Motherhood hit me like a sledgehammer.  

A love filled, cute as a button, wouldn’t change it for the world kind of baptism of fire.

With our incredibly high needs baby on song from the moment he was born, we didn’t even have the grace of the ‘sleepy newborn’ phase to allow us to get our breath or momentarily lull us into a false sense of security, that yeah, we could rock this parenting caper without so much as a hair out of place.

Our baby needed us SOOOOO intensely; it was stifling.

We weren’t deluded (okay, maybe we were), we knew having a baby would be life changing. We knew a newborn required a hell of a lot of care. We knew we would need to deal with sleep deprivation BUT in our deluded pre-baby state, we also thought all babies slept. We thought all babies went down in their cots to sleep and once they were asleep, they’d stay that way unless they were hungry or no longer tired. We thought that as long as we responded promptly to our baby, he’d rarely cry …how wrong we were.

Initially, we surrendered quite well to it, thinking things would calm down. But when they didn’t, the doubts crept in and grew ever stronger as they were fuelled by advice that started seeping in from every angle. We began to fight against our baby and his intense needs. We could no longer simply accept that he just needed us so, now we had to battle our way through sleep associations, wants versus needs, manipulation and being too fussy, too demanding and too wakeful to get to OUR baby.

We were desperately unhappy, desperately unsatisfied and desperate to ‘fix’ our baby so we could resume life.

We were swimming against the tide.

Thankfully, after a six-month battle, our sweet surrender came, and it changed my whole way of being.

I had heard many times that it was okay just to let things slide when you have a new baby.

I think in my head though, I had placed conditions on when this would be okay and for how long. I think I accepted that I might need help with a newborn while I recovered from birth but I must have decided that after that I ‘should’ have been able to stay on top of things (with maybe the exception of when I had a sick baby).

This unrealistic expectation I had arbitrarily set for myself, severely affected my sense of self, my mood, my confidence and ultimately, my relationship with my baby (after all, if he weren’t so demanding, I would have finished the laundry …).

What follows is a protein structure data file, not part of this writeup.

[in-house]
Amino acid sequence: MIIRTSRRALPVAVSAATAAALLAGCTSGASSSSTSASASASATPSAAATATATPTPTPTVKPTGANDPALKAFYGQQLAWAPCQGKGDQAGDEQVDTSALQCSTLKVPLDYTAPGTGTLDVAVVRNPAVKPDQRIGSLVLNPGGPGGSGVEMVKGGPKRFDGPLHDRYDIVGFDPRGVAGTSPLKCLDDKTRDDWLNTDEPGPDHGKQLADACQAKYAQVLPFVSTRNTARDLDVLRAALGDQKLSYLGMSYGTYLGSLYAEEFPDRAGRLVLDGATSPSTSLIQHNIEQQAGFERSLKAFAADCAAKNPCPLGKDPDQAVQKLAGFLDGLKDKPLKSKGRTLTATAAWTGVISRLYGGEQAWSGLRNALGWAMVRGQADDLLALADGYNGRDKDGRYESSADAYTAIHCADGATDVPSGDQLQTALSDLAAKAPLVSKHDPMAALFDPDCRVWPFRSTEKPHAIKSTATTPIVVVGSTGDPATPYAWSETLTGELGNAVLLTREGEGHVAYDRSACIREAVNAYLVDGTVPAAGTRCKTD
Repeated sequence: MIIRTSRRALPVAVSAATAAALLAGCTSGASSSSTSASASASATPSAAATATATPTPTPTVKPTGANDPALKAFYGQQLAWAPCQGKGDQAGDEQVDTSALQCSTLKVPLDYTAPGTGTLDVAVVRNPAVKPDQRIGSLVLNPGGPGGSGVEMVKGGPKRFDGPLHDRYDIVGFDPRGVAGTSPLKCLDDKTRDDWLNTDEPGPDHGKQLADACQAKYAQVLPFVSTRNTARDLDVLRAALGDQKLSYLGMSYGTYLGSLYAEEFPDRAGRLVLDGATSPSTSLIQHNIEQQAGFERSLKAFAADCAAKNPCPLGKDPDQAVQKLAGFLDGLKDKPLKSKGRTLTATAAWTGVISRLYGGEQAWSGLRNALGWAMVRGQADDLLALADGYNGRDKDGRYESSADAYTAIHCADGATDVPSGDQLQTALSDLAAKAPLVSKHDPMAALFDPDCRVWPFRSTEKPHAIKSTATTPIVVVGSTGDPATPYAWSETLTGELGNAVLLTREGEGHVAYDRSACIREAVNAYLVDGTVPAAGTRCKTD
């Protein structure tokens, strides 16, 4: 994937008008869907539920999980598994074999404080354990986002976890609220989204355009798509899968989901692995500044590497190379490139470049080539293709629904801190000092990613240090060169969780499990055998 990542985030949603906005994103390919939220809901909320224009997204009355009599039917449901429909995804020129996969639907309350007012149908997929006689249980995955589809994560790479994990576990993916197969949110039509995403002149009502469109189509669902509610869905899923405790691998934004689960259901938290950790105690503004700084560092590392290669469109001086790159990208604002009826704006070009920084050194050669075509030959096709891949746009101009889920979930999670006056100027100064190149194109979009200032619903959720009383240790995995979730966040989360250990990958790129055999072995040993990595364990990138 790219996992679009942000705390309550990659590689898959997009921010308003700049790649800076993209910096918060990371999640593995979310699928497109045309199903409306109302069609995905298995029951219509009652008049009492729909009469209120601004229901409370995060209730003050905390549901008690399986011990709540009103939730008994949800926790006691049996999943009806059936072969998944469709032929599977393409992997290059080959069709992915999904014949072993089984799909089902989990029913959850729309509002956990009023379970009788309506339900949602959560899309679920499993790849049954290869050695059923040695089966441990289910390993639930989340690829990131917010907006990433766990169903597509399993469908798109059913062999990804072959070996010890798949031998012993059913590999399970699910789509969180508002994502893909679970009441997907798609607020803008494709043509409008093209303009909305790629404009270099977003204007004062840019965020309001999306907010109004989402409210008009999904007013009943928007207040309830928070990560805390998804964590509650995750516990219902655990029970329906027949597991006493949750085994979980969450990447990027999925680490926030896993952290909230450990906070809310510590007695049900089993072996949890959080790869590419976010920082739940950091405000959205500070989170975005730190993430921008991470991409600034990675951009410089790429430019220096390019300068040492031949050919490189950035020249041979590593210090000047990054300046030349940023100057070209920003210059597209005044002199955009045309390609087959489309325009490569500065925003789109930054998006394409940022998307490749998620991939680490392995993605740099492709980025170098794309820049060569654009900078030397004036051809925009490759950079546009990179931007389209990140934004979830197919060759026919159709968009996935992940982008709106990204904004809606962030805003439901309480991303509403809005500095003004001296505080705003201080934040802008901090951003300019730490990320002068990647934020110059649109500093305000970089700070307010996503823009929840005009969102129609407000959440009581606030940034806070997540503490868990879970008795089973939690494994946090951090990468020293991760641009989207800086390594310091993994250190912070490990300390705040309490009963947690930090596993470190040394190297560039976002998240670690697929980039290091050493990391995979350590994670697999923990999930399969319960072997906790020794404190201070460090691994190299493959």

A part of finding my surrender was acknowledging that permission to let things slide extends to however long it takes for you to be getting through your day easily enough to let some of it back in.

For me, I had my second baby just 20 months after my first, and a high needs baby coupled with pregnancy, then combined with new baby has meant that it is literally only now … Three years on that I am letting some of it back in.

The fog started to lift a little while back and slowly, but surely I am feeling more ‘normal’, more on top of things and not as desperately in need of rest as I was.

I know not everything can slide, and I can guarantee you, not everything did … the actual essential things were always seen to, and we lived fulfilling days, BUT I knew I had permission to choose rest over chores and rest over outings whenever I needed, and I needed it a lot for a very long time.

I am not ashamed of this, and I do not feel guilty or lazy or any of the things society may expect that I feel.

While some things did slide, my core business was my A game.

Raising my babies, meeting them at their point of need both day and night, nurturing and savouring them, keeping me well, keeping me rested… I can confidently say, I have been getting THIS done.

I am raising whole humans. I am wiring tiny, new brains with my gentle, loving tenderness and time.

The chores won’t be missing my time, love or comfort; my energies are going to exactly the right place.

If you could but measure the value of simply ‘being there’ for our babies, I firmly believe we as a society would stop fighting so hard to get away. Some days it feels like you have been able to achieve the grand total of zero, but truly, being your baby’s whole world … that is more than enough work for one day.

Every minute spent holding, comforting, nursing, nurturing, soothing and being present with your child is of infinite value to that small being in your arms, your family, your community and the world. Time spent on our babies is never time wasted.

So, you have permission to let all those other sideline things slide for as long as it takes for you to feel they fit back in without you having to sacrifice your sanity, your rest or your baby’s needs.

You’ve got this mama x